Longspur // Part II

Congratulations to yesterday’s fashionABLE giveaway winner, Sara Chase! She’s the lucky winner of one Etanesh scarf! (I’ll be in touch to get your mailing address to get you this wonderful prize!)

If you’re just joining us, you’ve stepped into a crazy project called #12days1story. On odd days in December, I’ll be sharing parts of my first short fiction story. On even days, we’ll be doing great giveaways that will make perfect holiday gifts.

Today, we’re on to Part II of Longspur. 

(To catch up from the beginning , go read Part I!)

Longspur part II


“Lineate yourselves!”

No one was listening to the fat and feathered bird squawking from the middle of the wire. Madame Billow was surrounded on either side by two or three well-behaved birds who kept their fragile feet firmly gripped to the line—a telephone wire nineteen feet above a highway. Several others circled above, flitting and fluttering around, not content to land. A car or two passed beneath them, with a rush. All the while, Madame Billow’s voice broke out, screeching, pulsating and persistent.

“What are you ponderating? Do you imagine I showed up to watch cars?” she squawked, growing increasingly agitated. Her feathers were visibly ruffled. “Get in LINE!”

One by one the line grew longer on either side of Madame Billow, and soon, the wire that crossed the highway was covered in Lapland Longspurs. The largest, oldest bird crooned from the middle of the wire, while the fledglings listened intently.

“Today is the day,” Madame Billow sang. Her persistence was eclipsed by an eerie melody, smooth and beautiful, that she’d sung many times before. After a pause, the group echoed her, “Today is the day!”

“That you learn to leave the Arctic,” she continued. “That you learn to leave the Arctic!”

And the song continued, back and forth, line by line, like this:

Today is the day that you learn to leave the Arctic.

No wind to strong, no storm too dark, to stop this journey’s roam.

Today is the day that you learn to lead your brothers.

Do not look back, do not wait, do not fear flying home.


Do not fear flying home, for it is where we tread

Fix your eyes upon the south, and keep your conscience known

Many have gone before, and many will go again.

You take no flight alone.

You take no flight alone. 

The song ceased there, and the wind whistled its ghostly final chord. Madame Billow felt a chill, though she wasn’t sure whether it was from the Arctic air, or from the serious faces she saw to her right and left looking to her for instruction. Forgetting the shiver, she began pontificating—starting with the long speech she gave every year to birds who’d never completed The Passing.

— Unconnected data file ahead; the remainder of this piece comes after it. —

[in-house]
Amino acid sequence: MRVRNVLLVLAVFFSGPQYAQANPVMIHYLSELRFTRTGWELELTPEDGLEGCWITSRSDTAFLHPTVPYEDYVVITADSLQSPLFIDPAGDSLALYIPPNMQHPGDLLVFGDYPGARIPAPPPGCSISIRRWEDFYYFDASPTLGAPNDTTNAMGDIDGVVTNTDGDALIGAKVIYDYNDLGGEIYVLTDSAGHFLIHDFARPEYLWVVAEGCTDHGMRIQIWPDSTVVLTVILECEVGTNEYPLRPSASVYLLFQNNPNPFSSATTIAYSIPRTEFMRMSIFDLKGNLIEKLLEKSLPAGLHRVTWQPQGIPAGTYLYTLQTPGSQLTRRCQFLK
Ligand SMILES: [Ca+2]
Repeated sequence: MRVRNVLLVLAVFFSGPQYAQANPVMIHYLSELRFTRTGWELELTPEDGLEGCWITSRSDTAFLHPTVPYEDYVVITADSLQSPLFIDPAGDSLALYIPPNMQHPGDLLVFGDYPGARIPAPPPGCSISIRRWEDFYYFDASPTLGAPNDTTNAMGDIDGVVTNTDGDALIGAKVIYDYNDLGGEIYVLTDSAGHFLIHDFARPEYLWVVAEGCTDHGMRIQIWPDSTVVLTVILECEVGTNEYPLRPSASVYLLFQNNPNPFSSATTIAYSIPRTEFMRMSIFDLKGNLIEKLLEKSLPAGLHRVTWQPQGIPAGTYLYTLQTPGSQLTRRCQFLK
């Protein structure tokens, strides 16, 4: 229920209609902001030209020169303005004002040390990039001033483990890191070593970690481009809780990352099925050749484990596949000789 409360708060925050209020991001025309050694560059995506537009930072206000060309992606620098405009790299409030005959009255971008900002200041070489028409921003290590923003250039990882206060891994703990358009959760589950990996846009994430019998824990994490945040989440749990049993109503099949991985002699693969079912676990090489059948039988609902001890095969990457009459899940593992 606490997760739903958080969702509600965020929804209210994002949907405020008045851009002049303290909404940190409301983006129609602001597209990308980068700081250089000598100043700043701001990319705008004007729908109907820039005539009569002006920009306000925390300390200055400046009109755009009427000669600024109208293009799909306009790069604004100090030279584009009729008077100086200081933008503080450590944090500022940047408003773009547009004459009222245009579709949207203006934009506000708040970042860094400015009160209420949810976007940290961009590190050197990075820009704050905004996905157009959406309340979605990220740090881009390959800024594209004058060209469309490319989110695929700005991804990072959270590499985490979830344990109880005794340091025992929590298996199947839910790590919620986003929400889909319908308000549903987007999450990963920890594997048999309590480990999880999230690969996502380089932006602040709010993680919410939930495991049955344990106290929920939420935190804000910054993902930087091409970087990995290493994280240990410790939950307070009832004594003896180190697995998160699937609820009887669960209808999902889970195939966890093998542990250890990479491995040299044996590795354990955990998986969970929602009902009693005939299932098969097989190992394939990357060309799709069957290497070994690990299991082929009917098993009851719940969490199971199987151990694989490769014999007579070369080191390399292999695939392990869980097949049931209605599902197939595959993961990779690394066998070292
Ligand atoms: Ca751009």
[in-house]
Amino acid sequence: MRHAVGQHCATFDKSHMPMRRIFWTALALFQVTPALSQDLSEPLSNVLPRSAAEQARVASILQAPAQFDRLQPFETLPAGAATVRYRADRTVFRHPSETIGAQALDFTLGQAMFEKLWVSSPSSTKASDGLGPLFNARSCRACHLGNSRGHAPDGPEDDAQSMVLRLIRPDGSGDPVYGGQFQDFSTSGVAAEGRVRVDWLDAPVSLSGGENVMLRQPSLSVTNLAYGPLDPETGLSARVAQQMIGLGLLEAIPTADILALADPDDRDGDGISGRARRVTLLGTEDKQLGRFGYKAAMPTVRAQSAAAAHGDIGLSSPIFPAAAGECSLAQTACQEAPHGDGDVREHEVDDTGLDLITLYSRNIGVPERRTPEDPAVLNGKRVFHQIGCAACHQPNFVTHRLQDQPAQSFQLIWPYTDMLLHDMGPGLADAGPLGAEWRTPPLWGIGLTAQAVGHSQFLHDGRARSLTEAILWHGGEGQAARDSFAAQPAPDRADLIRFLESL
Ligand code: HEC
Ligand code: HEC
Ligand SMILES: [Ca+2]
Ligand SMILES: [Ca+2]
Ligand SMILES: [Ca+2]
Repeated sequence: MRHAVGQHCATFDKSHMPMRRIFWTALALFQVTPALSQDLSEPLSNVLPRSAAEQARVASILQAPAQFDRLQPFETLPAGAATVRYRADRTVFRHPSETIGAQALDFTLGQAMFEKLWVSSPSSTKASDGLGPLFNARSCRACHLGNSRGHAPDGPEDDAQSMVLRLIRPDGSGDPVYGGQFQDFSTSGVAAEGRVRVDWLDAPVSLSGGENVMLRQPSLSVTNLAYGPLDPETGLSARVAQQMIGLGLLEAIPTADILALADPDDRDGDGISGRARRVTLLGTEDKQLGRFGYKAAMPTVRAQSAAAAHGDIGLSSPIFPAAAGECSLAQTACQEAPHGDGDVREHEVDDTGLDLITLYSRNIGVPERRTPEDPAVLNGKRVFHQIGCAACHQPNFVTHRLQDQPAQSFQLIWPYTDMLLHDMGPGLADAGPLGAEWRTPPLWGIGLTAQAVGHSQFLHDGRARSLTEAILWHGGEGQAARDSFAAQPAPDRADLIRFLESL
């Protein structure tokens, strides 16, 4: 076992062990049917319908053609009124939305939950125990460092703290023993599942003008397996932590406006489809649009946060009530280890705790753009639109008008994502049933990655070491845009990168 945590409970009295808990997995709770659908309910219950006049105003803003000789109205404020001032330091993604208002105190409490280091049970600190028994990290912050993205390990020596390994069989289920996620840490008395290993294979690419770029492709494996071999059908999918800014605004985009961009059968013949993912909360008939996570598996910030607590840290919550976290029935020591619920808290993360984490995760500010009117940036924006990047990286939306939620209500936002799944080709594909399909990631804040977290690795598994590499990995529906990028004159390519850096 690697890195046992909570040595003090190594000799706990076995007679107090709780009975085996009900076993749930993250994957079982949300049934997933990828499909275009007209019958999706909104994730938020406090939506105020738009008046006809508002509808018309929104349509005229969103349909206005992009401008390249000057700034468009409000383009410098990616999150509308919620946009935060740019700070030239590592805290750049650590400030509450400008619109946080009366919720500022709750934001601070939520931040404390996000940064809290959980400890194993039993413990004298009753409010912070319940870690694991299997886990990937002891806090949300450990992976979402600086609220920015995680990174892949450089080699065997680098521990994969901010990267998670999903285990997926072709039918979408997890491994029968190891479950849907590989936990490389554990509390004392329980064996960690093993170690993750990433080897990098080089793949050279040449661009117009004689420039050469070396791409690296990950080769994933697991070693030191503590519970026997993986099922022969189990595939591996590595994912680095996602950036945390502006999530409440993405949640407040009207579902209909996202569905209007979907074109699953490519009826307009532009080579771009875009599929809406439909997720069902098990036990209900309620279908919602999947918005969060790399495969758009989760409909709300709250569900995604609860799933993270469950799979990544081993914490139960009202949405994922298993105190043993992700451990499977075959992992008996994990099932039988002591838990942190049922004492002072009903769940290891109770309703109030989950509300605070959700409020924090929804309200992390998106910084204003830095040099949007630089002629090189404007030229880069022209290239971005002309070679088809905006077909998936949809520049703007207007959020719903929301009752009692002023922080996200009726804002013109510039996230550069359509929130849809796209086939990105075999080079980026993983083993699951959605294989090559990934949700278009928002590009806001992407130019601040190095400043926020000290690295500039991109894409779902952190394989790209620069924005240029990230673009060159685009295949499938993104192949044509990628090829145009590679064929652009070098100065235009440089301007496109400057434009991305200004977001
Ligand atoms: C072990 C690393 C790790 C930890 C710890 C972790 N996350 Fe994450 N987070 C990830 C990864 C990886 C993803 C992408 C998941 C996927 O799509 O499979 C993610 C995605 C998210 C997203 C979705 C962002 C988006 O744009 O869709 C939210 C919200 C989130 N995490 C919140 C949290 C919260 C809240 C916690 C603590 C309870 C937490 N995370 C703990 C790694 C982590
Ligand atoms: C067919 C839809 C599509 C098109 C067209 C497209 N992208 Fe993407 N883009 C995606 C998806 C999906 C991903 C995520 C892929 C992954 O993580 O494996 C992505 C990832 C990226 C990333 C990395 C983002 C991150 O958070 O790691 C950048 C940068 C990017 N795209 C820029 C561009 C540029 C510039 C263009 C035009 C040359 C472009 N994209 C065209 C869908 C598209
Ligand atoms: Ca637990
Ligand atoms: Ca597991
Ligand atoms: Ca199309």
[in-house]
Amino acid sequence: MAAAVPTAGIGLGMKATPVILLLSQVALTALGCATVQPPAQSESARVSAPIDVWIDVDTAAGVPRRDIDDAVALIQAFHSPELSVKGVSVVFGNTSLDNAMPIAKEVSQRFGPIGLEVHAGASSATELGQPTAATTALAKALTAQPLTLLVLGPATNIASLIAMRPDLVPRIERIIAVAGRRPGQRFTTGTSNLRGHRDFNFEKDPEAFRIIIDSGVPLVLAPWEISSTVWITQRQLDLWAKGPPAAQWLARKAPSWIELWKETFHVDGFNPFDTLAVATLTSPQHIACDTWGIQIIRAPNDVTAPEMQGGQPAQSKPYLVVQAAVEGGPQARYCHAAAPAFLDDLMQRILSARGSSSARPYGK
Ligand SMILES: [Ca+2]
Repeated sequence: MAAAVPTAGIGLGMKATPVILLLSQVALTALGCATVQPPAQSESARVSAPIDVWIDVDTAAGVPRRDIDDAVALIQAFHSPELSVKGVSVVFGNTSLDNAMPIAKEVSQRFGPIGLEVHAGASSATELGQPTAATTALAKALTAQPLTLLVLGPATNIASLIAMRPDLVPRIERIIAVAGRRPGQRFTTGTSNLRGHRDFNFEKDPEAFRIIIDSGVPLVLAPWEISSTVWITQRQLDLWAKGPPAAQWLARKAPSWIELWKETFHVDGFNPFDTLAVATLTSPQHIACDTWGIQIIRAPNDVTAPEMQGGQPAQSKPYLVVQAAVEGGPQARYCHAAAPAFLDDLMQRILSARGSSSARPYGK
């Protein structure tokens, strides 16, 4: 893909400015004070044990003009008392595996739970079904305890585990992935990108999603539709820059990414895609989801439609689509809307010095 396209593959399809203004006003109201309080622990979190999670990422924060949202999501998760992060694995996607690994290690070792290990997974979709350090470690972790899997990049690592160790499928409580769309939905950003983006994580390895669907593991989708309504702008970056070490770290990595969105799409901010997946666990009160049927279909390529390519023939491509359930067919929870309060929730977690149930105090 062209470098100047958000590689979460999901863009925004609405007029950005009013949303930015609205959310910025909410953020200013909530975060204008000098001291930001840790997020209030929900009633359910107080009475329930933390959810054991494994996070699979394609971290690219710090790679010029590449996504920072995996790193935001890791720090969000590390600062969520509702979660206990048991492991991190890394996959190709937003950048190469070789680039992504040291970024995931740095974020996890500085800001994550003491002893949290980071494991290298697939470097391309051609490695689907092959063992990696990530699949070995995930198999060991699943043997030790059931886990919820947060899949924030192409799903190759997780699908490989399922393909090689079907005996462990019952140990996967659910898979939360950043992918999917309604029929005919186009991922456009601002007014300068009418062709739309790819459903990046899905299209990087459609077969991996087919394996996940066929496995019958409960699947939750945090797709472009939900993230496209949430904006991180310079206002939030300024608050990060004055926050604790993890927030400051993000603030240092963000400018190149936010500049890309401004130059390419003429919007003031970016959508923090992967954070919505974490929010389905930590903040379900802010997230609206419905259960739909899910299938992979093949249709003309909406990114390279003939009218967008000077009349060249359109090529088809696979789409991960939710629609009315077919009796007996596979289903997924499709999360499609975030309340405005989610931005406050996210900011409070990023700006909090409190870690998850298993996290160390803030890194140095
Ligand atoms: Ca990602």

“And as you already know,” Madame Billow warbled, “we will depart from this place in one week’s time. And due to our impending departure, you must treat training with the utmost seriousity. You never know when something you learn here might help you, or even save you from death.” She paused for effect, then cleared her throat and continued. “A few initial demandations. You MUST eat before The Passing! And NEVER…” but she didn’t complete her warning. She was interrupted by a small voice to her far left from a bird that just landed on the line.

“The ground’s already frozen.” The tufts next to the outspoken bird hopped closer to the middle, leaving him separated from the rest. It was Cal. He looked toward the rest with a sneer, but continued his protests. “How are we supposed to eat if the ground’s already frozen?”

The others began to snicker and turned away from him, ignoring his question. His face became dark and indignant.

“Quiet, quiet down!” Madame Billow flapped. “What an perfectatious point you make, Mr. Longspur! And a superb segue into our very first challenge for Captain, a position for which I’m sure you’re fit.”

Cal was quiet again at her bitter words, and felt the wire shake with the force of the wind. The sun’s light hid behind a cloud and she announced the day’s purpose: selecting two Captains for The Passing. In one week, they would leaving the arctic in flocks of 25, and journey towards their winter home. Captains, she said, were individually responsible for the safe passage of their small flock—and a position rarely offered to first-time-fliers.

“Due to this summer’s tragic accident,” Madame Billow said, taking a pause to look at Cal, “we must choose two new Captains from, well…all of you!” She looked at the birds from over her beak, like they were a serious disappointment.

She fluffed herself and continued, “The choice will be based on three aptitudes: scavenging, orientation, and instinct. We will begin with a test of scavenging. And Mr. Longspur, I’ll take your comments as volunteeration.”

He looked at her blankly, from across a row of shivering birds. He felt the sting of her voice, her mention of the accident, and the bitter reminder of his guilt in it all. He wondered if her selection of him was some kind of cruel punishment. At the same time, he felt a defensive rush of energy fill his frame, and stared back at her unflinchingly.

She huffed and exclaimed, “That means you’re going first. FOLLOW!”

With that, Madame Billow raised herself off the line, and took flight into the sunlight, which burst from behind the cloud as if on cue. In turn, the birds lifted off from the right and left, following like they were attached by a long string, trailing out on either side of their leader.  Last in line, Cal smelled the frost in the air, and tried to let it cool his insides, that were hot with humiliation.

Thanks for reading! Special thanks to Brad and Jen of Q Avenue Photo for today’s “perfectatious” photo. 

Please feel free to share/link/tweet/comment about the story for entries in tomorrow’s surprise giveaway. What did you think of today’s story? Is it odd that the story is about birds? What do you think of Cal? Madame Billow?